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The Rainbow (Modern Library 100 Best Novels)…
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The Rainbow (Modern Library 100 Best Novels) (original: 1915; edição: 2002)

de D. H. Lawrence (Autor)

Séries: Brangwen Family (1)

MembrosResenhasPopularidadeAvaliação médiaConversas / Menções
3,685422,596 (3.64)1 / 148
Pronounced obscene when it was first published in 1915, " The Rainbow" is the epic story of three generations of the Brangwens, a Midlands family. A visionary novel, considered to be one of Lawrence's finest, it explores the complex sexual and psychological relationships between men and women in an increasingly industrialized world. "Lives are separate, but life is continuous--it continues in the fresh start by the separate life in each generation," wrote F. R. Leavis. "No work, I think, has presented this perception as an imaginatively realized truth more compellingly than "The Rainbow.""… (mais)
Membro:eloeffelman
Título:The Rainbow (Modern Library 100 Best Novels)
Autores:D. H. Lawrence (Autor)
Informação:Modern Library (2002), Edition: New edition, 528 pages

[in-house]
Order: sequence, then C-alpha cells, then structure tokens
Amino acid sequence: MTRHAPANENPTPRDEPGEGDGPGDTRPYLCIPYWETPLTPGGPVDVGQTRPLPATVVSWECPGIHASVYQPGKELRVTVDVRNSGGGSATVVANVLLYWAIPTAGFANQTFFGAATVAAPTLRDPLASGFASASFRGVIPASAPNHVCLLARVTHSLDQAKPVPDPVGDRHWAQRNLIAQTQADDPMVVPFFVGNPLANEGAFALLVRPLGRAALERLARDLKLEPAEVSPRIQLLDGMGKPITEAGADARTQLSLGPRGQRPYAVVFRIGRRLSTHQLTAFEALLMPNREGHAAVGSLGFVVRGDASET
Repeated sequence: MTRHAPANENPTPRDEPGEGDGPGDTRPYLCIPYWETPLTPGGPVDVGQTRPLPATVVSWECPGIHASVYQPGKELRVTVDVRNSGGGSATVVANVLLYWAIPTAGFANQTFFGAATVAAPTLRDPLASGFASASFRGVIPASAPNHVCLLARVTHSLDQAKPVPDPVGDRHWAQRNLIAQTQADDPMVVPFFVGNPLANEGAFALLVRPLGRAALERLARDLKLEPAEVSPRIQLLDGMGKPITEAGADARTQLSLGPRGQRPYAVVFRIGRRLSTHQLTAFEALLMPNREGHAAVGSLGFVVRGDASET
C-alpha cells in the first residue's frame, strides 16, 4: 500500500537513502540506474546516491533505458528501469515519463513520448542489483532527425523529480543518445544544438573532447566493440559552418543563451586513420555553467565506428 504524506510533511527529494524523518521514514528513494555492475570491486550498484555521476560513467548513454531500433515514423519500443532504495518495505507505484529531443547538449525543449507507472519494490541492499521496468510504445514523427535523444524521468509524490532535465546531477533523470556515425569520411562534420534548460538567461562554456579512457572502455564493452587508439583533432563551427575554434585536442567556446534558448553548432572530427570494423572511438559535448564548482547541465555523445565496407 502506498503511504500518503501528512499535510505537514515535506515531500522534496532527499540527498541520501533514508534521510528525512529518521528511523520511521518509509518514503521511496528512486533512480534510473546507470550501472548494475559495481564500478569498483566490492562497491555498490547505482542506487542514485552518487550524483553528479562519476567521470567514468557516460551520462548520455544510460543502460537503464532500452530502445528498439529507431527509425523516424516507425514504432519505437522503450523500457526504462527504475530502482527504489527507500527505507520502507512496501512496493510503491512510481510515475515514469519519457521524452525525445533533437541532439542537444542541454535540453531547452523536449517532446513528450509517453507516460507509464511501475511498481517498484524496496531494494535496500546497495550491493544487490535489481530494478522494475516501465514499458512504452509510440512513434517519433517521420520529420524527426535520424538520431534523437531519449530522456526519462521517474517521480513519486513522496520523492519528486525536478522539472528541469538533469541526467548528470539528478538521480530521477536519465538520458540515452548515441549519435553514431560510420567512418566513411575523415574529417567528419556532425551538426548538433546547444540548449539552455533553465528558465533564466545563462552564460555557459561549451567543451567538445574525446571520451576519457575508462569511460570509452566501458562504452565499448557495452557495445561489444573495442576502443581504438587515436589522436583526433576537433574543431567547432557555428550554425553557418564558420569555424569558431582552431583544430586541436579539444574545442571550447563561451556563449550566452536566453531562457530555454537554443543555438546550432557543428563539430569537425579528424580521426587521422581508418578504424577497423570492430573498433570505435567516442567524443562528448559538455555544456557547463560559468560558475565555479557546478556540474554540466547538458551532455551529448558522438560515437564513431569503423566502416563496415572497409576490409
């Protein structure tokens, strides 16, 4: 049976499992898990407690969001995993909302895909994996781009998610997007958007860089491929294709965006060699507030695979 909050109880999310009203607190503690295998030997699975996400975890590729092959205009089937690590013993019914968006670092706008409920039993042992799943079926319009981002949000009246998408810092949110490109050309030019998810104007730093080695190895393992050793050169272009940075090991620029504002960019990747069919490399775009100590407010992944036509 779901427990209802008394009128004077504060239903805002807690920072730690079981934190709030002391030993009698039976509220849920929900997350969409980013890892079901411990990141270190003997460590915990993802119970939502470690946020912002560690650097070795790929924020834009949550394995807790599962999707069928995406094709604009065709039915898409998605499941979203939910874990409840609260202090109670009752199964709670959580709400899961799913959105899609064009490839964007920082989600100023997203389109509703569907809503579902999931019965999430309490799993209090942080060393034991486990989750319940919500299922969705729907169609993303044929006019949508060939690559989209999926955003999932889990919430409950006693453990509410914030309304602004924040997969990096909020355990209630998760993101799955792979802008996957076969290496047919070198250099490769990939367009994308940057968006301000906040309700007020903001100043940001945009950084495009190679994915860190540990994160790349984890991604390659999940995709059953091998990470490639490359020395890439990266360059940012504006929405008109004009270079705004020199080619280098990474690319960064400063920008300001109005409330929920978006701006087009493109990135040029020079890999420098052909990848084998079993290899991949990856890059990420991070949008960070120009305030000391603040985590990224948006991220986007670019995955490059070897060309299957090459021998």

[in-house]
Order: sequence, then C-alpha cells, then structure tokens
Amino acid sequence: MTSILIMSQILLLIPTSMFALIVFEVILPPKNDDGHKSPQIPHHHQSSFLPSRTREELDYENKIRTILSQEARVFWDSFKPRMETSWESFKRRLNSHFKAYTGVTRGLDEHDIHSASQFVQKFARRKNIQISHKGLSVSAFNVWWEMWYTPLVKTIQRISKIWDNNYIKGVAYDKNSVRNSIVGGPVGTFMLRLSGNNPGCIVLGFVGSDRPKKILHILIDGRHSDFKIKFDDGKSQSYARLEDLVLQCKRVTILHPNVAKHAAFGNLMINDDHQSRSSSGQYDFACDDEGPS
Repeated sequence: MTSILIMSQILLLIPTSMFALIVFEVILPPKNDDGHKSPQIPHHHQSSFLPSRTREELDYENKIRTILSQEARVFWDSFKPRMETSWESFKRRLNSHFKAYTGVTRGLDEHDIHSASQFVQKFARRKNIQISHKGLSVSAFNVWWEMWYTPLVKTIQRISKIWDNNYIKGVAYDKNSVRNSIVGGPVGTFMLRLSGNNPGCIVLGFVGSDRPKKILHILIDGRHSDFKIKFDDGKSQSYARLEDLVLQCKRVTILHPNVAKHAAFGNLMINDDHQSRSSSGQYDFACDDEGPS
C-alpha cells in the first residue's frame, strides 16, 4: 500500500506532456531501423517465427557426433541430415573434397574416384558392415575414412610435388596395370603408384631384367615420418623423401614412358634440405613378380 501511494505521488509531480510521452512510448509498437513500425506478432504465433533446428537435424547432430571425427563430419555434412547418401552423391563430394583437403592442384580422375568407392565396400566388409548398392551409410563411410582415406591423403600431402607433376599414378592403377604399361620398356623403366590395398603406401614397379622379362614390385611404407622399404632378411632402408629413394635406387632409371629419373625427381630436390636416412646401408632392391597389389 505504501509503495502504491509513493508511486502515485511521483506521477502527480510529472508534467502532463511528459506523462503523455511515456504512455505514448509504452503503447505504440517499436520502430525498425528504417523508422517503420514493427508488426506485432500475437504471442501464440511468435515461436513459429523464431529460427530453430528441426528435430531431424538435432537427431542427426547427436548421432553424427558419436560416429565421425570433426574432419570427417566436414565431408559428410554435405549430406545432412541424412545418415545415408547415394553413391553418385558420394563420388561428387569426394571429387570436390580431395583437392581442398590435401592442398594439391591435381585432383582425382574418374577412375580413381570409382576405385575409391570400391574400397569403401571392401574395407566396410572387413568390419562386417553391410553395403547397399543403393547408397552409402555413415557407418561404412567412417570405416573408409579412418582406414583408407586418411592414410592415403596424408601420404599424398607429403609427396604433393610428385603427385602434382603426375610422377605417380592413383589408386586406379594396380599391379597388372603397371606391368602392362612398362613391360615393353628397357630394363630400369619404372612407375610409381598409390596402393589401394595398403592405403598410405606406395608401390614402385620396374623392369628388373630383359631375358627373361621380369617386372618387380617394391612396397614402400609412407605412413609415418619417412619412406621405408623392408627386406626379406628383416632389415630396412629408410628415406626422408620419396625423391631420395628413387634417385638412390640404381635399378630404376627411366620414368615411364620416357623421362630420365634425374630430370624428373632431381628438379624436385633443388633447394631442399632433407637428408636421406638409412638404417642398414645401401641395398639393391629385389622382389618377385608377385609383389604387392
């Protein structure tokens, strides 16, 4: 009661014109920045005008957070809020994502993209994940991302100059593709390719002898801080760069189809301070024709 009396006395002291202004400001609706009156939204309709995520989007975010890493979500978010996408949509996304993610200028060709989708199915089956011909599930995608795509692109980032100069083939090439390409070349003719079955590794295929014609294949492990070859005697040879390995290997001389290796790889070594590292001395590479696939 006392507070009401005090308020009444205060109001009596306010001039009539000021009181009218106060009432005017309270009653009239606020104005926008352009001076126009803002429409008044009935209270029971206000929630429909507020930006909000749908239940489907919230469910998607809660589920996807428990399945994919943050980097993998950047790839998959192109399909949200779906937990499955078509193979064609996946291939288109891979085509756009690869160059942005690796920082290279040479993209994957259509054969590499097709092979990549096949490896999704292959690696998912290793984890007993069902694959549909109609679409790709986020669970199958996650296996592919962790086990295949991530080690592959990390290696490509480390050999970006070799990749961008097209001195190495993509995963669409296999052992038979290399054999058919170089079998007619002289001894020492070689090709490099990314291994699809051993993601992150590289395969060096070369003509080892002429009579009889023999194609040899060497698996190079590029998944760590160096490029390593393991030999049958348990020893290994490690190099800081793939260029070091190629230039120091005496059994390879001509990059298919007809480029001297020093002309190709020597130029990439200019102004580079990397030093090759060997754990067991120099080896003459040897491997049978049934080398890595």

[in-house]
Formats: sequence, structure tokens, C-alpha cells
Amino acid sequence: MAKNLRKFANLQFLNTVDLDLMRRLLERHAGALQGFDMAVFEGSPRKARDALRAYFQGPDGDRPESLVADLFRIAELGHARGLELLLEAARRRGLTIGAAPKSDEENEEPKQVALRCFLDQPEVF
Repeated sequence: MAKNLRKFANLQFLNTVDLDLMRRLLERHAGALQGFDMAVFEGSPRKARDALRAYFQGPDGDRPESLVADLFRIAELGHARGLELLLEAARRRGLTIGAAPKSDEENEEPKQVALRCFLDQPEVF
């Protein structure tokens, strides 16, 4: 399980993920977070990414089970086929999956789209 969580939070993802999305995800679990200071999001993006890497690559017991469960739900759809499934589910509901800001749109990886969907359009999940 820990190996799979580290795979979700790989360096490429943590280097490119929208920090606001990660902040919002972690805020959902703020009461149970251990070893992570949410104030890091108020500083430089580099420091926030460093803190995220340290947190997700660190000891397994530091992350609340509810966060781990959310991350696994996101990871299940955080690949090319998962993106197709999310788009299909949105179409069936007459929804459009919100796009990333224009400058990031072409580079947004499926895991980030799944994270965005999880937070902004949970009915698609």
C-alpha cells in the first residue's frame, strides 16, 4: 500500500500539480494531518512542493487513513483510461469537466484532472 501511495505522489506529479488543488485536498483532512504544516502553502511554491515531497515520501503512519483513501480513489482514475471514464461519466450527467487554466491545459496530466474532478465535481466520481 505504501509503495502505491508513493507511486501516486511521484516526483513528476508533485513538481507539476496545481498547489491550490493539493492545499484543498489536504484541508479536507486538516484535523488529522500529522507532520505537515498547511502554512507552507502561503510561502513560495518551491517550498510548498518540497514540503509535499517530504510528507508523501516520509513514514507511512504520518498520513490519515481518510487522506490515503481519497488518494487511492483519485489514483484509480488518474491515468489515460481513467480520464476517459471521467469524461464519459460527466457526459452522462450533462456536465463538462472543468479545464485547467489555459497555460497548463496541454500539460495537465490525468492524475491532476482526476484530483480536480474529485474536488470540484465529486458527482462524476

Coleções:Sua biblioteca
Avaliação:
Etiquetas:Nenhum(a)

Detalhes da Obra

O Arco-Íris de D. H. Lawrence (1915)

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Inglês (39)  Holandês (1)  Francês (1)  Espanhol (1)  Todos os idiomas (42)
Mostrando 1-5 de 42 (seguinte | mostrar todas)
This book is so extra. ( )
  jaydenmccomiskie | Sep 27, 2021 |
I've sat on this one for a couple of days, because I honestly don't know what to rate it at, and what to think of it. So, bear with me as I argue myself into some sort of rating here.

The first thing that I have to point out is, the language and actual writing here is quite beautiful. Especially considering it's a book that's much more tell than show. We're inside the characters' heads so much that Lawrence has no choice but to tell us everything, but I believe that to be much more a product of the times than anything. But the word choice, the sentences, the deliberate repetitions to push a point...all quite lovely.

So, now...on to the stuff that, likely in a shorter novel, wouldn't have bothered me quite as much, for a three-generation spanning story, these things tended to get to me after a while...

This is a highly ambitious novel, spanning the lives of three generations of Brangwen family members. To do that, Lawrence has to cover a lot of ground, and a hell of a lot of years. Therein lies my first complaint. Lawrence will give us pages of cruising at 50 000 feet, lightly skipping over months or years of a character's life, then, without warning, drop into a specific day. After a while, I found this a bit off-putting.